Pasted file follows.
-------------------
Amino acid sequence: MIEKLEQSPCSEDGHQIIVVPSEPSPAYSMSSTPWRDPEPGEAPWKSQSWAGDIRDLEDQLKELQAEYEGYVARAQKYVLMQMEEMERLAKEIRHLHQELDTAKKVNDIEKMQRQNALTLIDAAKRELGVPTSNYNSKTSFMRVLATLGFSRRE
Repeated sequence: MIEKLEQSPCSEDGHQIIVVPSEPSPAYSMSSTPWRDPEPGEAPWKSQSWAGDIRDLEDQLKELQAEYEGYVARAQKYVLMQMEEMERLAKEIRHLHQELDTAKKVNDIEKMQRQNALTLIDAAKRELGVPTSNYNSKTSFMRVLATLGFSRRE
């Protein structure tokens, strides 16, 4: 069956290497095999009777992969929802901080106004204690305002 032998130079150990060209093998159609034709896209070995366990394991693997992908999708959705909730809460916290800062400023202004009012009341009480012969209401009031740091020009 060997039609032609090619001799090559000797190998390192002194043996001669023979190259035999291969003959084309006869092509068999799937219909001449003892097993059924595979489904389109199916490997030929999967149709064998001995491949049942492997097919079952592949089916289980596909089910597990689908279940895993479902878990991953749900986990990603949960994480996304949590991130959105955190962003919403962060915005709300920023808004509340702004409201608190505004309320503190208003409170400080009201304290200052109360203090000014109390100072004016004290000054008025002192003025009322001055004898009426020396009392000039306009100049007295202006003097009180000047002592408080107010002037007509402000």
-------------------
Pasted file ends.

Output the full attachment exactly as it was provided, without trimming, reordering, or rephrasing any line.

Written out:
Amino acid sequence: MIEKLEQSPCSEDGHQIIVVPSEPSPAYSMSSTPWRDPEPGEAPWKSQSWAGDIRDLEDQLKELQAEYEGYVARAQKYVLMQMEEMERLAKEIRHLHQELDTAKKVNDIEKMQRQNALTLIDAAKRELGVPTSNYNSKTSFMRVLATLGFSRRE
Repeated sequence: MIEKLEQSPCSEDGHQIIVVPSEPSPAYSMSSTPWRDPEPGEAPWKSQSWAGDIRDLEDQLKELQAEYEGYVARAQKYVLMQMEEMERLAKEIRHLHQELDTAKKVNDIEKMQRQNALTLIDAAKRELGVPTSNYNSKTSFMRVLATLGFSRRE
């Protein structure tokens, strides 16, 4: 069956290497095999009777992969929802901080106004204690305002 032998130079150990060209093998159609034709896209070995366990394991693997992908999708959705909730809460916290800062400023202004009012009341009480012969209401009031740091020009 060997039609032609090619001799090559000797190998390192002194043996001669023979190259035999291969003959084309006869092509068999799937219909001449003892097993059924595979489904389109199916490997030929999967149709064998001995491949049942492997097919079952592949089916289980596909089910597990689908279940895993479902878990991953749900986990990603949960994480996304949590991130959105955190962003919403962060915005709300920023808004509340702004409201608190505004309320503190208003409170400080009201304290200052109360203090000014109390100072004016004290000054008025002192003025009322001055004898009426020396009392000039306009100049007295202006003097009180000047002592408080107010002037007509402000």